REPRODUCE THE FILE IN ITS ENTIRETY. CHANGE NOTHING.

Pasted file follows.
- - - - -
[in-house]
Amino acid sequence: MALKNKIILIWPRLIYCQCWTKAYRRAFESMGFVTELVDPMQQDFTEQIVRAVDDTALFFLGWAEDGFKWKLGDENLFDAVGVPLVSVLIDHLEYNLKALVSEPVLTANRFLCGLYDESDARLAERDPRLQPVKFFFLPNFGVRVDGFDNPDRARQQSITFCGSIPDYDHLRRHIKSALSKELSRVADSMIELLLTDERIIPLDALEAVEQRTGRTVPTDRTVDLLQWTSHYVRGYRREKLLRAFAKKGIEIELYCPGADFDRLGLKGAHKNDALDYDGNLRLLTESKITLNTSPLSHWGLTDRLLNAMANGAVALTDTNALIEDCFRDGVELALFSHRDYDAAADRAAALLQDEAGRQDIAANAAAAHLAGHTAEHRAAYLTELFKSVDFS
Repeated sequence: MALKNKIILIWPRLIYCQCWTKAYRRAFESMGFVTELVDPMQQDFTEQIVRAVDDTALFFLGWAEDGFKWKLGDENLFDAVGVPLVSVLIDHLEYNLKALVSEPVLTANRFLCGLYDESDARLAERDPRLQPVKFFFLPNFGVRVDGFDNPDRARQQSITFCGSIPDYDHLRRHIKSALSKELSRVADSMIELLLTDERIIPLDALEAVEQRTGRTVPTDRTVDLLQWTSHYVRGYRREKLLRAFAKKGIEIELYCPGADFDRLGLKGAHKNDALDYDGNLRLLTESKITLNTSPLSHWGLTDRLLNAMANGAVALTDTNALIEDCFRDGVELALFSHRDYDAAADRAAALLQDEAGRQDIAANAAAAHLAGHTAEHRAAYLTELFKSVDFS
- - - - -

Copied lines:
[in-house]
Amino acid sequence: MALKNKIILIWPRLIYCQCWTKAYRRAFESMGFVTELVDPMQQDFTEQIVRAVDDTALFFLGWAEDGFKWKLGDENLFDAVGVPLVSVLIDHLEYNLKALVSEPVLTANRFLCGLYDESDARLAERDPRLQPVKFFFLPNFGVRVDGFDNPDRARQQSITFCGSIPDYDHLRRHIKSALSKELSRVADSMIELLLTDERIIPLDALEAVEQRTGRTVPTDRTVDLLQWTSHYVRGYRREKLLRAFAKKGIEIELYCPGADFDRLGLKGAHKNDALDYDGNLRLLTESKITLNTSPLSHWGLTDRLLNAMANGAVALTDTNALIEDCFRDGVELALFSHRDYDAAADRAAALLQDEAGRQDIAANAAAAHLAGHTAEHRAAYLTELFKSVDFS
Repeated sequence: MALKNKIILIWPRLIYCQCWTKAYRRAFESMGFVTELVDPMQQDFTEQIVRAVDDTALFFLGWAEDGFKWKLGDENLFDAVGVPLVSVLIDHLEYNLKALVSEPVLTANRFLCGLYDESDARLAERDPRLQPVKFFFLPNFGVRVDGFDNPDRARQQSITFCGSIPDYDHLRRHIKSALSKELSRVADSMIELLLTDERIIPLDALEAVEQRTGRTVPTDRTVDLLQWTSHYVRGYRREKLLRAFAKKGIEIELYCPGADFDRLGLKGAHKNDALDYDGNLRLLTESKITLNTSPLSHWGLTDRLLNAMANGAVALTDTNALIEDCFRDGVELALFSHRDYDAAADRAAALLQDEAGRQDIAANAAAAHLAGHTAEHRAAYLTELFKSVDFS